Here’s a starting point from the Ratcliffs: “Affirm [children’s] comments, even if part of what they say lacks theological sophistication. Mistaken theology can be corrected later; the important thing is that the child understands that it’s wonderful for them to have had a meaningful spiritual encounter with God, nature, or people.”
Journeys of Experience
After my son told me about sharing faith with his friend, I asked, “Where did you hear all of this?”
No hesitation. “From you and Mom, from going to church, from reading the Bible and praying.”
“When did we tell you all that stuff?”
“Well,” he said, “I hear it all the time.”
A new view of apologetics for children understands that spiritual formation takes time and reinforcement. Children don’t become grounded in their faith based on an isolated experience or even a handful of experiences. Transformation is the process of a life journey of experiences that include home, church, and personal time with God.
Experiences with God are crucial to grounding a child’s faith. At LifeChurch.tv in Edmond, Oklahoma, the central content development team put together a unit surrounding apologetics for their children that emphasized children experiencing God.
“You can argue points about creation, the legitimacy of the Bible, and even Christ-but it’s hard to deny what people have encountered in their own life,” notes Kendra Golden, a member of the content team. “Kids are facing so much counter-Christian media, if I can just get them to taste and see for themselves, it won’t matter if they forget the logical arguments. It’ll be too late. They’ll already know God.”
Those experiences don’t just happen, however. We’ve got to make space for children to encounter God. In Children Matter (Eerdmans), Scottie May recounts how one mother noticed all the great things her children were learning at May’s church, but wondered, “When do children meet God?” Scottie May realized that while her church had come up with engaging ways to teach the Bible, they hadn’t left space for kids to experience God. In response, May and her team introduced symbols and practices such as silence, an altar, and music that helped children focus on God’s presence. These elements created space for children to encounter God.
As children experience God on a consistent basis throughout their lives, God becomes real to them, and their faith becomes their own. Instead of parroting coached answers to questions few are asking, children are able to share with others out of their experiences with God. Additionally, children will be able to confidently navigate doubts and questions about their own faith as well as the questions and doubts others might have about faith.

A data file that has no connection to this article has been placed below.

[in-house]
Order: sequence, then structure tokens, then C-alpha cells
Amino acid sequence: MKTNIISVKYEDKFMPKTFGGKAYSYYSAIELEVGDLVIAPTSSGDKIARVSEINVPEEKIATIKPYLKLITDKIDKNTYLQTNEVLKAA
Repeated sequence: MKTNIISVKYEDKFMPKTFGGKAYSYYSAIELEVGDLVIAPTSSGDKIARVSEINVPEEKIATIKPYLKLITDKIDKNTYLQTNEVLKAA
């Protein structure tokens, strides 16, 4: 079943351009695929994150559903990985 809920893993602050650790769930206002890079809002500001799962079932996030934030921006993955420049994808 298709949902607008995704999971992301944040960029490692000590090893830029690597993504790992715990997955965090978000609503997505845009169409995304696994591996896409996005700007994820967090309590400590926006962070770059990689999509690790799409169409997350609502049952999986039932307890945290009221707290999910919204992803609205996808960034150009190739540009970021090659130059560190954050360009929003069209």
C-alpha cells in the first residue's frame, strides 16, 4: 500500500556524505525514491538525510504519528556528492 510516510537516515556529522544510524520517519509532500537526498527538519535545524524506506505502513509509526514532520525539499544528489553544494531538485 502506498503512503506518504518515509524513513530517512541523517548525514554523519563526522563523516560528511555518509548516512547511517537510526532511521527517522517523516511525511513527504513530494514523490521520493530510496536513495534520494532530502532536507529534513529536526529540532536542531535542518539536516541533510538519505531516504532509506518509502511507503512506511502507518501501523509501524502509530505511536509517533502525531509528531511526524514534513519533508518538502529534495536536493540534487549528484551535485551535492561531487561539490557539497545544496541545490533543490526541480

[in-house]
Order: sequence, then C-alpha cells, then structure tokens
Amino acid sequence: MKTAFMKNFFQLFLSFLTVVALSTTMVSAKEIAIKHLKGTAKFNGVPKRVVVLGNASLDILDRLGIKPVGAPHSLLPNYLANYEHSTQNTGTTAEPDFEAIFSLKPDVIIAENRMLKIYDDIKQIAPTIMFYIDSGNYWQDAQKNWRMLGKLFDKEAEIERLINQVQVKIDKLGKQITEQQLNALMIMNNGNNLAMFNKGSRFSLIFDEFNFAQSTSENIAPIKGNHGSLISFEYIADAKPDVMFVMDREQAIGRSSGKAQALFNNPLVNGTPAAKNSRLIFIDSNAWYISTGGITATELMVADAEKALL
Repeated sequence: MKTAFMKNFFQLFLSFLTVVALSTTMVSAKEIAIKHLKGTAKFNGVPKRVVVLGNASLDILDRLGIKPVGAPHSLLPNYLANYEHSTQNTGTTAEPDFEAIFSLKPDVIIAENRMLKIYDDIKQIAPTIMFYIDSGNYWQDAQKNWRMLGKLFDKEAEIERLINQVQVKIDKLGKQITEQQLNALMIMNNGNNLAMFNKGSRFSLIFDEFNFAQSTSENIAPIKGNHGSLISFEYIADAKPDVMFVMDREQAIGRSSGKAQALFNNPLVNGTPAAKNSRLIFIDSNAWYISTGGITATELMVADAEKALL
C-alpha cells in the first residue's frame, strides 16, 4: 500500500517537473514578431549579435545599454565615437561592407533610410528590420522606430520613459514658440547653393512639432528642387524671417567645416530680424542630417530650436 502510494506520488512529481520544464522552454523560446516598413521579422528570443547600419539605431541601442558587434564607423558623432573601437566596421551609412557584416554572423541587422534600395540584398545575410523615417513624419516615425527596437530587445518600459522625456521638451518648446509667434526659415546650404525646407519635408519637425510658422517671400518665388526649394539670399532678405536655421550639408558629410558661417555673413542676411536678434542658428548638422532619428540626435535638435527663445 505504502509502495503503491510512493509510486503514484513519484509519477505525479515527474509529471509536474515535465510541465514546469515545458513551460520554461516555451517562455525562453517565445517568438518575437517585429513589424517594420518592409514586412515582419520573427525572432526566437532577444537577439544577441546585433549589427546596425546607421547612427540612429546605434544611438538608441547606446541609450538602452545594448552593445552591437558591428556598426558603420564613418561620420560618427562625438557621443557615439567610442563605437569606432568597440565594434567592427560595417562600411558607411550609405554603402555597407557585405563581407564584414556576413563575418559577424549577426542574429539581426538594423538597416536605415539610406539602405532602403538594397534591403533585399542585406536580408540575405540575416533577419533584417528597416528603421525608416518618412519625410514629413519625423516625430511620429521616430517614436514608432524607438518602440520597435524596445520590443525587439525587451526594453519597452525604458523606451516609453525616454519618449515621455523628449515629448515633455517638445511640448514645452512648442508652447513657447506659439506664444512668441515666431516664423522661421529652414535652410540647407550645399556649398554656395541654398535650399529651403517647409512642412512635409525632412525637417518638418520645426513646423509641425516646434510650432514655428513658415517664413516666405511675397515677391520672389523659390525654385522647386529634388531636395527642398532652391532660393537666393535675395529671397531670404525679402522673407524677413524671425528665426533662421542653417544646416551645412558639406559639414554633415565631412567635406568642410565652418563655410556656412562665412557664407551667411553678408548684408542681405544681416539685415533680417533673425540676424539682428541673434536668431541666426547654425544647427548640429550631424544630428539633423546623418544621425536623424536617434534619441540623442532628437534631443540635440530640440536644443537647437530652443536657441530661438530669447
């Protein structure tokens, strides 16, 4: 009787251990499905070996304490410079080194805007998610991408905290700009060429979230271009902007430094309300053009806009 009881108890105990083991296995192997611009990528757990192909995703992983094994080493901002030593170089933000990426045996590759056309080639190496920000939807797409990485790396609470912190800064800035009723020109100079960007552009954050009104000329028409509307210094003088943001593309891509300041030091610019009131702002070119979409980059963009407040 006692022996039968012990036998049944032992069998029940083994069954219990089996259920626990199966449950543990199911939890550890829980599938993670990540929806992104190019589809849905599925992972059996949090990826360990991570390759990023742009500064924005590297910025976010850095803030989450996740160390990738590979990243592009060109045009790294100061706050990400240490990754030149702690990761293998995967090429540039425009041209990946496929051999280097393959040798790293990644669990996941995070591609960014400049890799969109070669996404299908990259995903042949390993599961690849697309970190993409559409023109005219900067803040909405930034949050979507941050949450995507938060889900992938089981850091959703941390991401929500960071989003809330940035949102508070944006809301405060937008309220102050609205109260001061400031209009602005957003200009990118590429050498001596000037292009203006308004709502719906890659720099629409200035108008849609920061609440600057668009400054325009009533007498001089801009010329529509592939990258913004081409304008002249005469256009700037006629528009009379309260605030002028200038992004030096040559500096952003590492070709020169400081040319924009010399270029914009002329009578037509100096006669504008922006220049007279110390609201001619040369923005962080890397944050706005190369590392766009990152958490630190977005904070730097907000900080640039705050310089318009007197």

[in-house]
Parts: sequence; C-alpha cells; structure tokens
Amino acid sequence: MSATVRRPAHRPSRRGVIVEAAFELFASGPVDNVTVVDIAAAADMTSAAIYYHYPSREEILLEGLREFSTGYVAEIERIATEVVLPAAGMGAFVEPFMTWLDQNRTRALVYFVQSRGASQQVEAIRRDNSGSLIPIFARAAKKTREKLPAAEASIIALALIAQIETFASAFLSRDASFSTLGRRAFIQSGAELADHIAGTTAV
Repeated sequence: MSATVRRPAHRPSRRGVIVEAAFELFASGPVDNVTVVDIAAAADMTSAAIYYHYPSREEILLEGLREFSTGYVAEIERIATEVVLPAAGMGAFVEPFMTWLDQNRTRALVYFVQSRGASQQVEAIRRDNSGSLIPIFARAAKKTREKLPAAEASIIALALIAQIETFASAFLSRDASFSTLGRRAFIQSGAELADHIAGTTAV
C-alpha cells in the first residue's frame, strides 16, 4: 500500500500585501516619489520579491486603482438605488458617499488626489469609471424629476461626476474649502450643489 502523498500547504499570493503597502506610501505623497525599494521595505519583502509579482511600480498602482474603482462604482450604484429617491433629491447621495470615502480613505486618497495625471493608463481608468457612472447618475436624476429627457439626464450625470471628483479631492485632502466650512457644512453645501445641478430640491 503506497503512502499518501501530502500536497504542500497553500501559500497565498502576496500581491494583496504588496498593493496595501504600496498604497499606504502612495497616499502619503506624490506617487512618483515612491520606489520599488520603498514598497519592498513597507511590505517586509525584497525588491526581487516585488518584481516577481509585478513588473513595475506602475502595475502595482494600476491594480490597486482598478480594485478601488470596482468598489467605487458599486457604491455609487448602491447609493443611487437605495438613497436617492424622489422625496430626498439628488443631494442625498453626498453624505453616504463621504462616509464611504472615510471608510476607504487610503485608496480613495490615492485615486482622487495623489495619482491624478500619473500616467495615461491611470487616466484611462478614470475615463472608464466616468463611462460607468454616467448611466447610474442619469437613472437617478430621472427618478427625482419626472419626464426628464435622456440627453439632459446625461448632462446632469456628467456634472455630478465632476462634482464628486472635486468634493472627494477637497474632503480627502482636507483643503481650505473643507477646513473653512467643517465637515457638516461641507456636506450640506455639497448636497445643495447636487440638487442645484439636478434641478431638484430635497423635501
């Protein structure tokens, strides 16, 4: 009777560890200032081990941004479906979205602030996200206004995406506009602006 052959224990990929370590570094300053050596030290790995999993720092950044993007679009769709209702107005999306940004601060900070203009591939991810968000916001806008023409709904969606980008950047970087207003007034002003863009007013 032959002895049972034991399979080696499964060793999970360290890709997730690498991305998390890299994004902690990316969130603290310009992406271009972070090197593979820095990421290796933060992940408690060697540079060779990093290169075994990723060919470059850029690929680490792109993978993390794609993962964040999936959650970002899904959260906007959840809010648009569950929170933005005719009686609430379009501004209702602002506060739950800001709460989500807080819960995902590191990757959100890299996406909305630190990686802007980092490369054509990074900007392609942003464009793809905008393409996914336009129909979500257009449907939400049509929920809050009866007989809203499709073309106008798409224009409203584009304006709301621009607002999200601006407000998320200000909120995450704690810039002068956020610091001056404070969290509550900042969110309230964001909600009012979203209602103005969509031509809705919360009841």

A Faith That Needs No Defense
Traditionally, it seems the main premise of apologetics is to vigorously defend the Christian faith. I’ve always wondered why some think they need to defend it. I’m not saying that we shouldn’t seek to understand our faith more fully or correct misconceptions of Christianity, but being on the defensive implies that our faith is somehow weak and unable to stand on its own.
Jesus asked his disciples who they thought he was, and Peter identified Jesus as the Messiah and the Son of God. In his affirmation to Peter, Jesus stated this about his church, “Upon this rock I will build my church, and all the powers of hell will not conquer it” (Matthew 16:18).
When we unintentionally give children the message that their faith in God needs to be defended, we imply a faith that’s wimpy at best and devoid of truth or power at worst. Yes, we’re called to equip and empower children to stand firm in their faith, but the strength and confidence they need comes from a source more powerful than information and knowledge. “But you will receive power when the Holy Spirit comes upon you. And you will be my witnesses, telling people about me everywhere-in Jerusalem, throughout Judea, in Samaria, and to the ends of the earth” (Acts 1:8).
So what does the new apologetics look like, one that values transformation over information, an empowered faith that needs no defense, and understands how children express their spirituality? Simply put, I believe that kind of apologetic originates out of a spiritually formed person-regardless of age. Most of us agree-a spiritually formed person is someone who follows the greatest commandments: Loving God and loving others (Mark 12:29-31).
When we think of apologetics in this way, we move from an apologetics of debating information to an apologetics of love. Eric Bryant, navigator with the leadership team at Mosaic Church in Los Angeles and author of Peppermint-Filled Pinatas: Breaking Through Tolerance and Embracing Love (Zondervan), puts it this way, “Kids are quicker to believe (as Jesus suggests), but even they need proof. The greatest proof is love.”
Henry Zonio, author of the Elemental Children’s Ministry blog (elementalcm.com), is a children’s pastor in Thunder Bay, Ontario.